Nuclear explosions can release high levels of radiation, an energy that removes electrons from atoms and can damage DNA.
In August 1945, the United States dropped two atomic bombs on the Japanese cities Hiroshima and Nagasaki, marking the first disastrous impact from nuclear energy.
In 1957, the United Nations created the International Atomic Energy Agency, an organization to promote peace and safety regulation standards with nuclear technologies.
The peace symbol was initially designed for the Direct Action Committee Against Nuclear War (DAC).
While areas around a nuclear explosion are immediately exposed, radiation can also remain in the atmosphere for decades, traveling great distances before it settles to the ground-level air or earth's surface.
In 1979, there was a nuclear power plant accident on Pennsylvania's Three Mile Island. The disaster exposed 2 million nearby residents to low-risk radiation (less than the strength of an x-ray).
It took 14 years and $975 million to clean up after Three Mile Island disaster.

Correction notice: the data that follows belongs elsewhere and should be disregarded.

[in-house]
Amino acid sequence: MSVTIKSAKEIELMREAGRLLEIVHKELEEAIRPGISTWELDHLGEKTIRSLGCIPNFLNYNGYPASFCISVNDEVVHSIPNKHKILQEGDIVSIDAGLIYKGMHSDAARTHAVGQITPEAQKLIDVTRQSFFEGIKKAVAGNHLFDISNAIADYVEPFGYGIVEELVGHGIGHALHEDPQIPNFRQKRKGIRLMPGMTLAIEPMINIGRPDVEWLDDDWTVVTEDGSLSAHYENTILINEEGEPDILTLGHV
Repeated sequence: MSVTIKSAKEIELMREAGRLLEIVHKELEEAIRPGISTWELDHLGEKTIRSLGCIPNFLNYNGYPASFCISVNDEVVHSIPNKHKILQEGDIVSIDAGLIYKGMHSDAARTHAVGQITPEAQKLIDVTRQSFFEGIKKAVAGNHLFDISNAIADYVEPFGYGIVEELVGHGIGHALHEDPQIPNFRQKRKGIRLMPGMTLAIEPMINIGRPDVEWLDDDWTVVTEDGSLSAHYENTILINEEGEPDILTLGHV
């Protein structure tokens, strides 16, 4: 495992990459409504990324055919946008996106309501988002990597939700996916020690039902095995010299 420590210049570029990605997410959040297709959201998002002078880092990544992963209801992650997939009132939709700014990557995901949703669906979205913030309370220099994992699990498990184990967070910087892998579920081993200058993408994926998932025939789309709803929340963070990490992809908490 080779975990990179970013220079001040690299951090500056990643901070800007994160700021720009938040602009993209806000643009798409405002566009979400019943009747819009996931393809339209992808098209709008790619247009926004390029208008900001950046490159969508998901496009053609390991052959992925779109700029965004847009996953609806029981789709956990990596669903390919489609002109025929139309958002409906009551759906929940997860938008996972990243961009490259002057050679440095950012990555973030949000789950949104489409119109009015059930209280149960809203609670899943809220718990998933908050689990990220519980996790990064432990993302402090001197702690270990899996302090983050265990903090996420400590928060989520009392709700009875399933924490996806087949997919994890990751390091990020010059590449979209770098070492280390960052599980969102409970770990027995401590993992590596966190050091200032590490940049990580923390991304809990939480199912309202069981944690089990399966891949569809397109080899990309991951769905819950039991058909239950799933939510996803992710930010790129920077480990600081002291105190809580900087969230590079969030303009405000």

The worst nuclear power plant accident in history occurred in the Ukraine in 1986. Explosions at the Chernobyl Power Plant killed 30 workers and caused the relocation of 300,000 residents.
The Chernobyl disaster released a hundred times more radiation than the atom bombs dropped on Nagasaki and Hiroshima in WWII.
The most powerful nuclear weapon ever detonated was Russia’s Tsar Bomba. It is also the single most physically powerful device ever created by man, the mushroom cloud was over 40 miles high and the base of the cloud was 25 miles wide.
Disposing of one's outer clothing can remove up to 90% of radioactive material after a nuclear disaster.
Japan has had three nuclear power plant accidents since 1999. The most recent accident in 2011 at the Fukushima Nuclear Power Plant occurred after a 9.0-magnitude earthquake and subsequent tsunami that damaged cooling systems. The government evacuated over 2,000 residents from a 20 kilometer radius surrounding the plant.
After Japan’s nuclear disaster in 2011, several countries have rethought the use of nuclear energy. Germany plans to close all of its reactors by 2022 and Italy and Switzerland have halted expanding their nuclear power.